Story by Maddyn Johnstone-Thomas
With the Tokyo Olympics set to begin in just a few months, Phoenix Mercury guard Diana Taurasi is gearing up to win her fifth Olympic gold medal. Her first run with the team was during the 2004 Olympics in Greece, and ever since she has been unstoppable.
However, her time as an Olympian may be coming to an end soon. Only time will tell.
“We talk about it all the time,” Taurasi said to the media while at the USA Basketball camp. “I mean realistically speaking, if we get a chance to go to Tokyo, it would probably be the last one. There always comes a time where you really have to look at the situation, for yourself and for USA basketball.”
A three-time WNBA champion and nine-time WNBA all-star, Taurasi is a role model for young girls aspiring to play basketball. She spoke about the recent disparities that went on between the weight rooms at the men’s NCAA tournament and the women’s NCAA tournament. Taurasi hopes that up and coming women’s players will have a chance to continue making change.
“These kids have a different platform,” Taurasi said. “They’re very outspoken. You know with social media, things spread like wildfires…For these kids to be able to do this, it shows a lot of character…When you look at the weight room, it’s just a complete joke. From top to bottom, the NCAA is a joke when it comes to women’s sports, we know that.”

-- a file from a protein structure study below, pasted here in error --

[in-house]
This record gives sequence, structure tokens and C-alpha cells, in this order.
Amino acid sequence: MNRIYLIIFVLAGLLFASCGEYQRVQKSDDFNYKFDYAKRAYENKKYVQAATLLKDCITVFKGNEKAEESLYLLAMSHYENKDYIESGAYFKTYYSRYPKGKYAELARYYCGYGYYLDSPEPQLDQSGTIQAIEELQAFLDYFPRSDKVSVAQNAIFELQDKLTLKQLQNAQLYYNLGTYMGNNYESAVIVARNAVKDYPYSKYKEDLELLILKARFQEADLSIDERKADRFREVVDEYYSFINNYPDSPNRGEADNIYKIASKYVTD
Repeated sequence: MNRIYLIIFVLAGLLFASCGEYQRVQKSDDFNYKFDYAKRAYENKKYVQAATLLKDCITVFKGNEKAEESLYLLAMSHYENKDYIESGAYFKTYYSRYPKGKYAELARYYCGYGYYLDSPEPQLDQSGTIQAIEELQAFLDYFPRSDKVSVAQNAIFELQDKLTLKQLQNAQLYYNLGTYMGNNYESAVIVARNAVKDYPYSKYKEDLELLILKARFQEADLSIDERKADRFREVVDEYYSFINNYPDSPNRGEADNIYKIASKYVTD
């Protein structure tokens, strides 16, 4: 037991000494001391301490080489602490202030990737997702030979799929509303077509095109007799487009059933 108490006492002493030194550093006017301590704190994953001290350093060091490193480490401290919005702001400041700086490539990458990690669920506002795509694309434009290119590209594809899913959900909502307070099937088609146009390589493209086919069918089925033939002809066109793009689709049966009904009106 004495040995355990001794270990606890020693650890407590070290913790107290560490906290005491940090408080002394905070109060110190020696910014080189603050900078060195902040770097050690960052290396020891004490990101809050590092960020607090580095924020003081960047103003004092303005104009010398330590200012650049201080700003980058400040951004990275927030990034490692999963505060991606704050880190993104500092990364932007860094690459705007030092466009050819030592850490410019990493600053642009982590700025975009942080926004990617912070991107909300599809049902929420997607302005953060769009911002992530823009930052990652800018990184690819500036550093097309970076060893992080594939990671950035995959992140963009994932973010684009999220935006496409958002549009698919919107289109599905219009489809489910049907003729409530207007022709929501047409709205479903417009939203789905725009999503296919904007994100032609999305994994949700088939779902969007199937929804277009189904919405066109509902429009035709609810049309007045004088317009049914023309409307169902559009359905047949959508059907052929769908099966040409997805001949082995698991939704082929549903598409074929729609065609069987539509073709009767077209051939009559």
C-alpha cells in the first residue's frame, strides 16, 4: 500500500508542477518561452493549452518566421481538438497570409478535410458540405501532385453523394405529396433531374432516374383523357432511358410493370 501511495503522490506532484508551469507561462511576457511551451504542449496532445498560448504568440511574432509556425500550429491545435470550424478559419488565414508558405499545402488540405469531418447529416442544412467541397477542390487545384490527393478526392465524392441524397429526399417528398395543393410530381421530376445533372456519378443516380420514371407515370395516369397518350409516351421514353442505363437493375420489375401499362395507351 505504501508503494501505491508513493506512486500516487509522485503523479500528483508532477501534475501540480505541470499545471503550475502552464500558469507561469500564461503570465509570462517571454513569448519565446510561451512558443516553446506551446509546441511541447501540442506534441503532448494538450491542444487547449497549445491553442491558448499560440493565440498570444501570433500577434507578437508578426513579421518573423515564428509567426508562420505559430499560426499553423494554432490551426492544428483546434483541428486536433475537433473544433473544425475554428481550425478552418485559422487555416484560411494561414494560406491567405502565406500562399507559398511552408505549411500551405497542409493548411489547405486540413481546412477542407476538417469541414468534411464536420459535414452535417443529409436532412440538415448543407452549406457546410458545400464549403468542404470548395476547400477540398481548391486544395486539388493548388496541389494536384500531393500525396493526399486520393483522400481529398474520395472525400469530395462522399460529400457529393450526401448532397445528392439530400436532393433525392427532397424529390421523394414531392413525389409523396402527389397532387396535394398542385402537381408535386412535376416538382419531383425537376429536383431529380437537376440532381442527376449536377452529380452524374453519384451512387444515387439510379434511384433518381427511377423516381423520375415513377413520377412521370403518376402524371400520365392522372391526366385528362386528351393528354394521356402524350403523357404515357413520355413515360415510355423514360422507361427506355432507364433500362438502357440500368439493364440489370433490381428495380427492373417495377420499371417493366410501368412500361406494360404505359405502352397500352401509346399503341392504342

Taurasi also elaborated on how men’s players at the collegiate level are able to play one year and declare for the draft, while women’s players are not able to.
Sue Bird, also a four-time Olympian and a four-time WNBA champion, noted that the issue has been talked about in the latest CBA negotiations.
“I mean, why would women have a choice?” Taurasi said. “I think half the battle is having the choice to do it and then you go on and you make the best decision. You should have that option. It is a career path you’re taking. If you’re the best, you should be able to keep getting better.”
There may soon be some new stars emerging in the WNBA, such as Arizona’s Aari McDonald, UConn’s Paige Bueckers, or Iowa’s Cailtin Clark. Bird and Taurasi have paved the way for these female athletes to become who they are today.
“There’s this momentum right now, especially in women’s sports and women’s basketball and we want that momentum to carry on after you graduated from college,” Taurasi said. “That shouldn’t be the best years of your basketball career, when you get to the pros that should be the best years of the basketball career.”
Bird and Taurasi have competed against each other on the court for years, and have also been teammates together on the Olympic team.
Their friendship is something that Taurasi admires, and as the two get to the later stages of their careers, their relationship is something they appreciate even more.
As they embark on possibly their last Olympic experience, it’s been fun for them to reflect on their relationship and how it has evolved.
“It’s been amazing, and 20 years later we get to this USA camp but we’re still acting like 18-year-olds,” Taurasi said. “We just generally like being around each other. You have one of your best friends there that always has your back…You get that sense of calm when you know you have your best friend there to have your back. She’s had an impact on my life in a lot of ways.”